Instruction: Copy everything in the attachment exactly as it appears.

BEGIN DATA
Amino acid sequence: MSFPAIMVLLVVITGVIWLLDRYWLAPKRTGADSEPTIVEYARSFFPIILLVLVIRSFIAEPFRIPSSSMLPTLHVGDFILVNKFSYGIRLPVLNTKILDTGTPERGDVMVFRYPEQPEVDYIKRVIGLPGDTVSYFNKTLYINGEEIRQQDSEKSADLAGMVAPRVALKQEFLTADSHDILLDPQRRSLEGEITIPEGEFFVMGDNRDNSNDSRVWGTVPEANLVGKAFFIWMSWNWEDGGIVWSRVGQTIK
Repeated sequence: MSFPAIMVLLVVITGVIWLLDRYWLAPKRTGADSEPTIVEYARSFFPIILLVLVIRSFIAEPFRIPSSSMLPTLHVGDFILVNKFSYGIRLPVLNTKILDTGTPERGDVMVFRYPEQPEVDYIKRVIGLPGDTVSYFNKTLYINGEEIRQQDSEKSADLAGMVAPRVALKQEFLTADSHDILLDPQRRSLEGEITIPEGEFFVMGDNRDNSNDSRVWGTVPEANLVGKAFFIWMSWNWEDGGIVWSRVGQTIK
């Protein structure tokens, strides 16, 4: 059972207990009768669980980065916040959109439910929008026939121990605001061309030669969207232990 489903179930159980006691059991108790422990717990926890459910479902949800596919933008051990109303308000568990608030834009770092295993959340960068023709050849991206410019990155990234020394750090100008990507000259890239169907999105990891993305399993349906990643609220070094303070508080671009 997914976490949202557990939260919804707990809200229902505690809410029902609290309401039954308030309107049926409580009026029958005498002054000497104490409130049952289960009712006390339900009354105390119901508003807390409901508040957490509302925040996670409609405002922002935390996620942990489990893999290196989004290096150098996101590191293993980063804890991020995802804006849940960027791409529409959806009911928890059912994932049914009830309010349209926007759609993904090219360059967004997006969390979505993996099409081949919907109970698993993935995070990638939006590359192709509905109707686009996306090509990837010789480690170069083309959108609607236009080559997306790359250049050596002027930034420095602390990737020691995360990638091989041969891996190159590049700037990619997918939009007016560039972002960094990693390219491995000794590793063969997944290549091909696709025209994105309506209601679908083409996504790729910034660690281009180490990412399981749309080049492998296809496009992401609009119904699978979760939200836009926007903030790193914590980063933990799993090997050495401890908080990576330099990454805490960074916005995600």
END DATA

Amino acid sequence: MSFPAIMVLLVVITGVIWLLDRYWLAPKRTGADSEPTIVEYARSFFPIILLVLVIRSFIAEPFRIPSSSMLPTLHVGDFILVNKFSYGIRLPVLNTKILDTGTPERGDVMVFRYPEQPEVDYIKRVIGLPGDTVSYFNKTLYINGEEIRQQDSEKSADLAGMVAPRVALKQEFLTADSHDILLDPQRRSLEGEITIPEGEFFVMGDNRDNSNDSRVWGTVPEANLVGKAFFIWMSWNWEDGGIVWSRVGQTIK
Repeated sequence: MSFPAIMVLLVVITGVIWLLDRYWLAPKRTGADSEPTIVEYARSFFPIILLVLVIRSFIAEPFRIPSSSMLPTLHVGDFILVNKFSYGIRLPVLNTKILDTGTPERGDVMVFRYPEQPEVDYIKRVIGLPGDTVSYFNKTLYINGEEIRQQDSEKSADLAGMVAPRVALKQEFLTADSHDILLDPQRRSLEGEITIPEGEFFVMGDNRDNSNDSRVWGTVPEANLVGKAFFIWMSWNWEDGGIVWSRVGQTIK
């Protein structure tokens, strides 16, 4: 059972207990009768669980980065916040959109439910929008026939121990605001061309030669969207232990 489903179930159980006691059991108790422990717990926890459910479902949800596919933008051990109303308000568990608030834009770092295993959340960068023709050849991206410019990155990234020394750090100008990507000259890239169907999105990891993305399993349906990643609220070094303070508080671009 997914976490949202557990939260919804707990809200229902505690809410029902609290309401039954308030309107049926409580009026029958005498002054000497104490409130049952289960009712006390339900009354105390119901508003807390409901508040957490509302925040996670409609405002922002935390996620942990489990893999290196989004290096150098996101590191293993980063804890991020995802804006849940960027791409529409959806009911928890059912994932049914009830309010349209926007759609993904090219360059967004997006969390979505993996099409081949919907109970698993993935995070990638939006590359192709509905109707686009996306090509990837010789480690170069083309959108609607236009080559997306790359250049050596002027930034420095602390990737020691995360990638091989041969891996190159590049700037990619997918939009007016560039972002960094990693390219491995000794590793063969997944290549091909696709025209994105309506209601679908083409996504790729910034660690281009180490990412399981749309080049492998296809496009992401609009119904699978979760939200836009926007903030790193914590980063933990799993090997050495401890908080990576330099990454805490960074916005995600």